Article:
Small children need vitamin D to keep their bones strong and healthy, yet they rarely get the amount of Vitamin D they need from the food they're eating.
If newspapers and online stories are to be believed, 1 in every 4 toddlers don't actually get enough Vitamin D and as a consequence rickets is once again on the rise. Doctors throughout England have been reminded, by the chief medical officer Dame Sally Davies, that children under five need supplements. Many health professionals didn't know this until recently.
Without vitamin D, bones become soft and bend in the middle. This results in the child having the typical rickets appearance of bow legs. Vitamin D deficiency can cause fatigue, muscle weakness and a higeher than usual risk of infections because of damage to cells in the immune system, in particular TB.
So why should a healthy child, eating a varied diet, need supplements?
More than 90% of vitamin D comes from uvB rays hitting the skin and converting a type of cholesterol into vitamin D. If you have fair skin you need to be outside for only 13 minutes between 10am and 3pm, around two to three times a week in summer, to get enough Ã¢Â€Â“ any longer and sunscreen will be needed. Obviously if you have darker skin, you need at least twice as much sun.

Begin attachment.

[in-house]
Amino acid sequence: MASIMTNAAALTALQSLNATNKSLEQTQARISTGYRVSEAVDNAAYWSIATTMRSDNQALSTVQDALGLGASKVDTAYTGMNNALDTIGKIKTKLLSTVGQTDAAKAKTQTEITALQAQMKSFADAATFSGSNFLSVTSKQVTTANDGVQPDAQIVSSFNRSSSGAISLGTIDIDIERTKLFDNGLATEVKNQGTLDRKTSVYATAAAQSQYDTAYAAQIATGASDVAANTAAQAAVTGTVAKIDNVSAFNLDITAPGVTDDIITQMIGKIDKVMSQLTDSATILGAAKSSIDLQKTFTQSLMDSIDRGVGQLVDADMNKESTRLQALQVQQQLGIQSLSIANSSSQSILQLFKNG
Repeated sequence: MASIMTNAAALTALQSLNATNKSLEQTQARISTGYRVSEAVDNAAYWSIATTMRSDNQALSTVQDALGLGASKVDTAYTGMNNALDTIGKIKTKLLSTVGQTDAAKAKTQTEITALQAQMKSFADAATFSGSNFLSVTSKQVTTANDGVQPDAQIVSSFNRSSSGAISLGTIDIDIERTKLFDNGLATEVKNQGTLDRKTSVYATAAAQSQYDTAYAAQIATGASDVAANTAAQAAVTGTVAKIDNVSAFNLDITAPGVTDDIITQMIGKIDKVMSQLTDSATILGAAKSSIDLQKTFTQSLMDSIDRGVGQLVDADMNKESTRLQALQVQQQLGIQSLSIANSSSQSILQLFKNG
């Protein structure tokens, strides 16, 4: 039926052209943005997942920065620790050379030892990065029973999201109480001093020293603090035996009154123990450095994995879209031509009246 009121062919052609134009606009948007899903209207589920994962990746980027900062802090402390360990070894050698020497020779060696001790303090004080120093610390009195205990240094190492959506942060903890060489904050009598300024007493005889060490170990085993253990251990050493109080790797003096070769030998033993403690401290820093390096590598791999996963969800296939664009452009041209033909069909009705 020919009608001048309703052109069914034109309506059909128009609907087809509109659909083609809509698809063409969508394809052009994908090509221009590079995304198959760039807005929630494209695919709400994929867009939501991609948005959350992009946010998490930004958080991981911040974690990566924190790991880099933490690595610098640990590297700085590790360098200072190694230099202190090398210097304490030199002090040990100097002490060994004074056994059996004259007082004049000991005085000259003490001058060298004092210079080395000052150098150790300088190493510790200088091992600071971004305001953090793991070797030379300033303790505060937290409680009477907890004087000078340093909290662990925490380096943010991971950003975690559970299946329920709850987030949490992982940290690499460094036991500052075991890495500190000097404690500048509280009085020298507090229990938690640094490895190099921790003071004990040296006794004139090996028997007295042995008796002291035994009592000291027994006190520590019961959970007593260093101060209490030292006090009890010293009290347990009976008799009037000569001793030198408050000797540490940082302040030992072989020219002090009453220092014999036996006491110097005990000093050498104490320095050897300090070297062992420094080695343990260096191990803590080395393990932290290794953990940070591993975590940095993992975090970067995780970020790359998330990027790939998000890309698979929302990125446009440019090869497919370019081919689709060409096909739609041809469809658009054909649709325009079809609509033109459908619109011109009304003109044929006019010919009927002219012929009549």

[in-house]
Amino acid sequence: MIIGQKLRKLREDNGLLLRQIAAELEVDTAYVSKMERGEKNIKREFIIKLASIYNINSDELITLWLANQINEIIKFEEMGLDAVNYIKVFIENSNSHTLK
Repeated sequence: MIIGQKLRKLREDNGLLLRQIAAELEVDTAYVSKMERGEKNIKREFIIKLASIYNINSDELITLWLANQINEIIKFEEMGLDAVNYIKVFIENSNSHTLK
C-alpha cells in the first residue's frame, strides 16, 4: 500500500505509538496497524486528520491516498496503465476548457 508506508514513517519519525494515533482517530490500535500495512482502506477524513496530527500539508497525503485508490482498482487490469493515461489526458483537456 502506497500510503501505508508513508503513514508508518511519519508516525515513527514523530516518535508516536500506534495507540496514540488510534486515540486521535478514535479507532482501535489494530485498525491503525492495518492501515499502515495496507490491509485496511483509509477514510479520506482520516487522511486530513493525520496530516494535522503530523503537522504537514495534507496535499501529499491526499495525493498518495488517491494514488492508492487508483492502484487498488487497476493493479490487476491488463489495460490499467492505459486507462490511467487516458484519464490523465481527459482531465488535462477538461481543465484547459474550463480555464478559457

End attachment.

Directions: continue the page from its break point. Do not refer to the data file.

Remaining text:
The problem with expecting a child to get all the vitamin D he/she needs from food is that most children aren't particularly keen on oily fish, mushrooms and egg yolks. Colin Michie of the Royal College of Paediatrics and Child Health believes ALL Under 5s need Vitamin D supplements: "The diet of the average under-five does not provide enough," he says. They "don't run around and play in the sunshine. Our lifestyles are putting us in the position where we have to buy supplements."
The health watchdog Nice has issued guidelines saying children under five should have vitamin D supplements.